Spain on the brink as borrowing costs soar to unaffordable levels

Picture: Reuters
Picture: Reuters
Have your say

SPAIN’S borrowing cost rose to dangerously high levels yesterday as finance ministers of the 17 countries that use the euro began to gather in Brussels to discuss terms of a rescue package for the country’s stricken banks.

The interest rate, or yield, on the country’s ten-year bonds rose 16 basis points to 7.03 per cent, a level that market-watchers consider is unaffordable for a country to raise money on the bond markets in the long term and the level at which Greece, Ireland and Portugal all sought an international bailout. Stocks on Madrid’s benchmark index fell 1.5 per cent.

The yield indicates what rate a government would have to pay to raise money from financial markets when it holds bond auctions. While Spain can afford the high rates for a few weeks at least, it would find them too expensive in the longer term.

Spanish officials had originally indicated that it would decide yesterday how much the country’s troubled banks would get from a €100 billion (£79 billion) lifeline from other members of the 17-country eurozone. Spain’s bank industry has been struggling since 2008 under the weight of toxic loans and assets following a collapse in the country’s property market.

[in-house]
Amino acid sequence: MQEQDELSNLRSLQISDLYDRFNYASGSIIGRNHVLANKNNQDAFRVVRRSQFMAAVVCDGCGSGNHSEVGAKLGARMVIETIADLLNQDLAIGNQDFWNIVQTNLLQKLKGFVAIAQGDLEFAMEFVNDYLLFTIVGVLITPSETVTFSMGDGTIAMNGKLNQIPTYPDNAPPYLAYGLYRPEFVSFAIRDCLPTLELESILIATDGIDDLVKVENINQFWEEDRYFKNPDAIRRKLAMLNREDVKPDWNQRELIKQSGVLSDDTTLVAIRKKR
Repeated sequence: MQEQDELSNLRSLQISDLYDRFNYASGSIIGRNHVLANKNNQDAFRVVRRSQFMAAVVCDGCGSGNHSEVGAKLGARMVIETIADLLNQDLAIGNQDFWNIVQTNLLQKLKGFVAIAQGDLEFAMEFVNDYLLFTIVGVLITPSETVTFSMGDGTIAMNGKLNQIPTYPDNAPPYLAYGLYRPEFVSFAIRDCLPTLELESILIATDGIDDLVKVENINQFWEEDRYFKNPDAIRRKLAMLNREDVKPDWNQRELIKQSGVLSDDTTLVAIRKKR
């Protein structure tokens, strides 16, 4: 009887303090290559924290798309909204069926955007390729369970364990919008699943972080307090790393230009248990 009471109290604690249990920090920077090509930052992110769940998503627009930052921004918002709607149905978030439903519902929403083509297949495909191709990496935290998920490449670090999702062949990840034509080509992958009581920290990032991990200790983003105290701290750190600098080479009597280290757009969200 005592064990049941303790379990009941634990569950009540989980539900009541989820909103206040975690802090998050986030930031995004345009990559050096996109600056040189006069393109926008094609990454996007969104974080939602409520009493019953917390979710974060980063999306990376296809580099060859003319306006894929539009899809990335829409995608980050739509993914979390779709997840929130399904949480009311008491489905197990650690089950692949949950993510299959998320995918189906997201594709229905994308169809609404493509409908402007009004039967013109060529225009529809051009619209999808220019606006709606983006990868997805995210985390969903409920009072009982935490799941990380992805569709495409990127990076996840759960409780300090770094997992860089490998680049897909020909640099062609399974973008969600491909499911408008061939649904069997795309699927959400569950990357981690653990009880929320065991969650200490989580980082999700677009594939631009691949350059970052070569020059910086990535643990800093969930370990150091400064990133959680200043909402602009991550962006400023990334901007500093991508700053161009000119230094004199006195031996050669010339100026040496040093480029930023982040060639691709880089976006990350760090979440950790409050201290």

But an official with Spain’s economy ministry said last week that the meeting was not expected to generate a figure for how much Spain would tap.

Ministers planned to discuss terms of the loan and may or may not finalise them, said the official. Outside auditors are expected to complete rigorous assessments of Spanish banks by 31 July. Stress tests will also be conducted on banks to determine how much each needs to strengthen its balance sheet against further economic shocks if they cannot raise capital, the official said.

Investors fear that a full-blown bailout of Spanish public finances would be too large to handle. The country’s economy is the fourth largest of the 17 nations using euro currency – behind Germany, France and Italy.

A European Union official said Spain may be given an extra year to meet its budget deficit target of 3 per cent.

The official said finance ministers from the 17 eurozone countries will consider the extension to 2014. Another official said ministers hope to achieve a “political understanding” of conditions for a bailout loan for Spain’s banks. The “understanding” will need to be approved by each eurozone country.